So, the Titanic has sailed back onto our horizons, for at least a little while. The link above will take you to the New York Times education page. On it, you will find links to primary sources from the Titanic’s sinking, including articles from the paper’s archives. There are a variety of suggestions, such as: making scrapbooks or mock Facebook pages (try MyFakeWall.com) which are neat ideas–easily incorporated into an existing history program or as a stand alone activity. And, this brings up an important decision for history teachers wanting to do something with the Titanic.
What are you doing with the Titanic: Is it an opportunity to take advantage of history being covered in the news, or does it work well with what you are covering in your class already, or is it something that you simply feel compelled to cover, or is it a means to actually cover current events? Another relevant question: Are you going to simply do a fact-finding project, a history project driven by a particular question, or a project that evaluates other disciplines either in an isolated way or in a multi-disciplined approach, such as science, engineering, or sea-exploration?
I always consider the anniversaries of particular events as interesting opportunities in teaching history, but they are also potentially awkward prospects that could unsettle the flow of the class if they do not fit in logically. Sometimes there is no real way to introduce these moments without a natural gap, such as in-class activities just before a major test or due date while students are working on tasks at home, or immediately after such a date when students are a bit exhausted.
Of course, if you are already discussing the era, then so much the better. This is a great opportunity to evaluate Edwardian issues of class, the lingering perception of invincibility for imperialists and innovators of industry, the era’s perceptions of gender, an evaluation of the early 20th century’s media and connection with perceptions of disaster, or a more general consideration of communication developments in the age.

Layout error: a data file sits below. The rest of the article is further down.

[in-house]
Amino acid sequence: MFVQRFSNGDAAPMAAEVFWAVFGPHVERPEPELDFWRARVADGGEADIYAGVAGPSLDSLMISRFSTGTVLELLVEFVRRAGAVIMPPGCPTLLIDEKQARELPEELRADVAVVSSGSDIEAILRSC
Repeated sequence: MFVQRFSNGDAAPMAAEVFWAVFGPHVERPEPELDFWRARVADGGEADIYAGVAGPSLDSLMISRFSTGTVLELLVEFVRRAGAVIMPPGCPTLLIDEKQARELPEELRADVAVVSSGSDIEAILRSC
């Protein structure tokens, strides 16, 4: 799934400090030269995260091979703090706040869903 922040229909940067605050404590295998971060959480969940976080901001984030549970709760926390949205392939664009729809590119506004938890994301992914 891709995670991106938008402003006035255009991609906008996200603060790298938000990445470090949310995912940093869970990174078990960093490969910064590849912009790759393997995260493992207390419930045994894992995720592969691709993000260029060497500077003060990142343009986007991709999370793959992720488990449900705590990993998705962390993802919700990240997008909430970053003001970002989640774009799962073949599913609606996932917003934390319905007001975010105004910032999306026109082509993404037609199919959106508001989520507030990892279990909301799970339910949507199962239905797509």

If you are going to utilize the Titanic tragedy in class, do it with a purpose. Be cognizant of the event’s social and cultural cache. It may be the perfect moment to capture and wow students with a degree of interest that is sometimes hard to achieve in history classes. Try assigning each student a person through the stories, wooing them into the drama of the past. Provide them with multi-media sources to explore the moments they are reading about.
If your student, Tommy, reads about a young lady who gushed over dancing in the ballroom and seeing the view from her balcony, and then let him explore the underwater scene of the ballroom, today, there is a real opportunity to draw him into an experience he may have never had before.
If your student, Natalie, follows the excitement and worries of a family who put everything into this trip to immigrate to America and their struggles to keep the family together during the tragedy, complete with subsequent census records for the family after the survivors made it to the States, she may develop an interest in the nitty-gritty she never knew she was capable of sharing.
If your student, Devon, takes a look at one of the socialites who is in the newspapers leading up to the voyage and then considers his or her experience during the voyage and its disaster, they will get a personal “in” and learn a little bit about class status in the era.
This is a potential trigger moment, that can really open the world of the past in a way that other events often do not, especially for older students who are more likely to know something about the Titanic.
The NY Times piece from above: 100 Years Later: Ways to Teach About the Titanic With The Times – NYTimes.com.
The BBC has interviews with survivors–great primary sources, but don’t forget the effect of history and time impacting the memory of those interviewed.
Teachinghistory.org provides a useful movie review of the James Cameron’s Titanic which is short enough to be used easily in conjunction with the movie (also complement the Hollywood experience with primary sources!!).
HistoryTech.wordpress.com offers some tech resources for Titanic lesson plans.
Larry Ferlazzo also has a collection of “The Best Sites for Learning About the Titanic.”
The History Channel’s website also has a series of articles, clips and interactive materials on its Titanic Topic’s page.